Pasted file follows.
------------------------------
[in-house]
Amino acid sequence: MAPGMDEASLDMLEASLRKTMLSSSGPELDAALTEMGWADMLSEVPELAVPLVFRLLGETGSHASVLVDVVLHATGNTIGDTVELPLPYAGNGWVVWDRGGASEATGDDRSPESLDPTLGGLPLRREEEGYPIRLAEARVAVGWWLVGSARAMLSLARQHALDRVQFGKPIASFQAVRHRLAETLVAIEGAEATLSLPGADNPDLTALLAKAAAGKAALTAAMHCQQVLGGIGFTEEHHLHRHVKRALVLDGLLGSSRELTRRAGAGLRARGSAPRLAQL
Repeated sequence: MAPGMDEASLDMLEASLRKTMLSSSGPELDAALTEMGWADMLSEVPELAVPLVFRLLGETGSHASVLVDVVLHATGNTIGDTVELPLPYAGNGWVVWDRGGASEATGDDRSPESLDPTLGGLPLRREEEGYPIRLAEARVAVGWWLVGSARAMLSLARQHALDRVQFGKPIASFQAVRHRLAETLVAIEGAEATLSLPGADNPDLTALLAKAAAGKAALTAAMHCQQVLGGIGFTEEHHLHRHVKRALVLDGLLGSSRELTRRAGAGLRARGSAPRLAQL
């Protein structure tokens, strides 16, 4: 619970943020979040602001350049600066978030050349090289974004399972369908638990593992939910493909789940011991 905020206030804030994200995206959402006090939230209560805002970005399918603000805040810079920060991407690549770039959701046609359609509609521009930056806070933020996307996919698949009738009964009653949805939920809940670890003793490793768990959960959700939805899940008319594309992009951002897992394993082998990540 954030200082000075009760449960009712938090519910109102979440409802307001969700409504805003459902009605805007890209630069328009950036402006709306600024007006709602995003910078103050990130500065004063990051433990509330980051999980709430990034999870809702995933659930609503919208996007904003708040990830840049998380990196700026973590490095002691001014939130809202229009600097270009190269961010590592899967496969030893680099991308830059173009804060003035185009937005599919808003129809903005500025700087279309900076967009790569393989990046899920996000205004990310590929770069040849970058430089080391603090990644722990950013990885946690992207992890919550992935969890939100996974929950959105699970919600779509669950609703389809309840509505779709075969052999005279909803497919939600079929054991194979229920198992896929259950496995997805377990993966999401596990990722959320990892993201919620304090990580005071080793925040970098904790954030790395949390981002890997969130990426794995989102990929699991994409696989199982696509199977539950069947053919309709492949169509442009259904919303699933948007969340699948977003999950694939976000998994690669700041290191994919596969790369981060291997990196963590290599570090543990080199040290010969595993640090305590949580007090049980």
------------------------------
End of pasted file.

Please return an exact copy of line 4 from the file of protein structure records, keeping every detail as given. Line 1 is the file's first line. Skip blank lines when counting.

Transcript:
């Protein structure tokens, strides 16, 4: 619970943020979040602001350049600066978030050349090289974004399972369908638990593992939910493909789940011991 905020206030804030994200995206959402006090939230209560805002970005399918603000805040810079920060991407690549770039959701046609359609509609521009930056806070933020996307996919698949009738009964009653949805939920809940670890003793490793768990959960959700939805899940008319594309992009951002897992394993082998990540 954030200082000075009760449960009712938090519910109102979440409802307001969700409504805003459902009605805007890209630069328009950036402006709306600024007006709602995003910078103050990130500065004063990051433990509330980051999980709430990034999870809702995933659930609503919208996007904003708040990830840049998380990196700026973590490095002691001014939130809202229009600097270009190269961010590592899967496969030893680099991308830059173009804060003035185009937005599919808003129809903005500025700087279309900076967009790569393989990046899920996000205004990310590929770069040849970058430089080391603090990644722990950013990885946690992207992890919550992935969890939100996974929950959105699970919600779509669950609703389809309840509505779709075969052999005279909803497919939600079929054991194979229920198992896929259950496995997805377990993966999401596990990722959320990892993201919620304090990580005071080793925040970098904790954030790395949390981002890997969130990426794995989102990929699991994409696989199982696509199977539950069947053919309709492949169509442009259904919303699933948007969340699948977003999950694939976000998994690669700041290191994919596969790369981060291997990196963590290599570090543990080199040290010969595993640090305590949580007090049980």